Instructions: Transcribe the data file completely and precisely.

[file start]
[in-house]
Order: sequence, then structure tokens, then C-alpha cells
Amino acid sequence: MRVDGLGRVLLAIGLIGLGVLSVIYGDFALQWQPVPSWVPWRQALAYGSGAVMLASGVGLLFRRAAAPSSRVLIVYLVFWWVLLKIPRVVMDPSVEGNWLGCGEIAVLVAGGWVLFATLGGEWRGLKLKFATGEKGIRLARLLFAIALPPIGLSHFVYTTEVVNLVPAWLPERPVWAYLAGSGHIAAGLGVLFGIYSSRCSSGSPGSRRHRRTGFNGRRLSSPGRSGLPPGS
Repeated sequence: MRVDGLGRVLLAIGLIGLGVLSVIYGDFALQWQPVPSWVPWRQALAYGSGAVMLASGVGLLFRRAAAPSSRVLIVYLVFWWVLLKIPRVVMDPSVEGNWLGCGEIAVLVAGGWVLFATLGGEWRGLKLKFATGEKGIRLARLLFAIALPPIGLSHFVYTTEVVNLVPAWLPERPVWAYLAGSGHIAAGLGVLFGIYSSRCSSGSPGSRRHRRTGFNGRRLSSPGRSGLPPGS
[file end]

[in-house]
Order: sequence, then structure tokens, then C-alpha cells
Amino acid sequence: MRVDGLGRVLLAIGLIGLGVLSVIYGDFALQWQPVPSWVPWRQALAYGSGAVMLASGVGLLFRRAAAPSSRVLIVYLVFWWVLLKIPRVVMDPSVEGNWLGCGEIAVLVAGGWVLFATLGGEWRGLKLKFATGEKGIRLARLLFAIALPPIGLSHFVYTTEVVNLVPAWLPERPVWAYLAGSGHIAAGLGVLFGIYSSRCSSGSPGSRRHRRTGFNGRRLSSPGRSGLPPGS
Repeated sequence: MRVDGLGRVLLAIGLIGLGVLSVIYGDFALQWQPVPSWVPWRQALAYGSGAVMLASGVGLLFRRAAAPSSRVLIVYLVFWWVLLKIPRVVMDPSVEGNWLGCGEIAVLVAGGWVLFATLGGEWRGLKLKFATGEKGIRLARLLFAIALPPIGLSHFVYTTEVVNLVPAWLPERPVWAYLAGSGHIAAGLGVLFGIYSSRCSSGSPGSRRHRRTGFNGRRLSSPGRSGLPPGS